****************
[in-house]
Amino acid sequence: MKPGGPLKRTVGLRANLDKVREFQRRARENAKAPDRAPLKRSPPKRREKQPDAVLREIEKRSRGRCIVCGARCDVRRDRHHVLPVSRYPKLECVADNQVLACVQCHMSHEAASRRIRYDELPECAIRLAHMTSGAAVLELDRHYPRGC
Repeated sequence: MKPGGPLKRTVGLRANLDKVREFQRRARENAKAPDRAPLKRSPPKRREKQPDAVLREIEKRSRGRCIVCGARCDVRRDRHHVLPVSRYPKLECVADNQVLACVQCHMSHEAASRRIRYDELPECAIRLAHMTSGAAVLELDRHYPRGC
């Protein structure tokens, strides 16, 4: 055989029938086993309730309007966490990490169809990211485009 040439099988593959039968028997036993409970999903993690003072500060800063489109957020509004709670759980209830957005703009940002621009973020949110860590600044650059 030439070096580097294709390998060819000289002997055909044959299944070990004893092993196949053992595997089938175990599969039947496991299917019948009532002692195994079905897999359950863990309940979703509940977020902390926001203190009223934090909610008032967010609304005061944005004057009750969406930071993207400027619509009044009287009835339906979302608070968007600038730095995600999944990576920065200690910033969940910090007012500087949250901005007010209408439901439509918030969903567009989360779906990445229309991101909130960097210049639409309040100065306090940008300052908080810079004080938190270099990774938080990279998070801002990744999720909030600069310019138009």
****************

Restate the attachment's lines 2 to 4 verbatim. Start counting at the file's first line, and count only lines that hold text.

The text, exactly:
Amino acid sequence: MKPGGPLKRTVGLRANLDKVREFQRRARENAKAPDRAPLKRSPPKRREKQPDAVLREIEKRSRGRCIVCGARCDVRRDRHHVLPVSRYPKLECVADNQVLACVQCHMSHEAASRRIRYDELPECAIRLAHMTSGAAVLELDRHYPRGC
Repeated sequence: MKPGGPLKRTVGLRANLDKVREFQRRARENAKAPDRAPLKRSPPKRREKQPDAVLREIEKRSRGRCIVCGARCDVRRDRHHVLPVSRYPKLECVADNQVLACVQCHMSHEAASRRIRYDELPECAIRLAHMTSGAAVLELDRHYPRGC
């Protein structure tokens, strides 16, 4: 055989029938086993309730309007966490990490169809990211485009 040439099988593959039968028997036993409970999903993690003072500060800063489109957020509004709670759980209830957005703009940002621009973020949110860590600044650059 030439070096580097294709390998060819000289002997055909044959299944070990004893092993196949053992595997089938175990599969039947496991299917019948009532002692195994079905897999359950863990309940979703509940977020902390926001203190009223934090909610008032967010609304005061944005004057009750969406930071993207400027619509009044009287009835339906979302608070968007600038730095995600999944990576920065200690910033969940910090007012500087949250901005007010209408439901439509918030969903567009989360779906990445229309991101909130960097210049639409309040100065306090940008300052908080810079004080938190270099990774938080990279998070801002990744999720909030600069310019138009």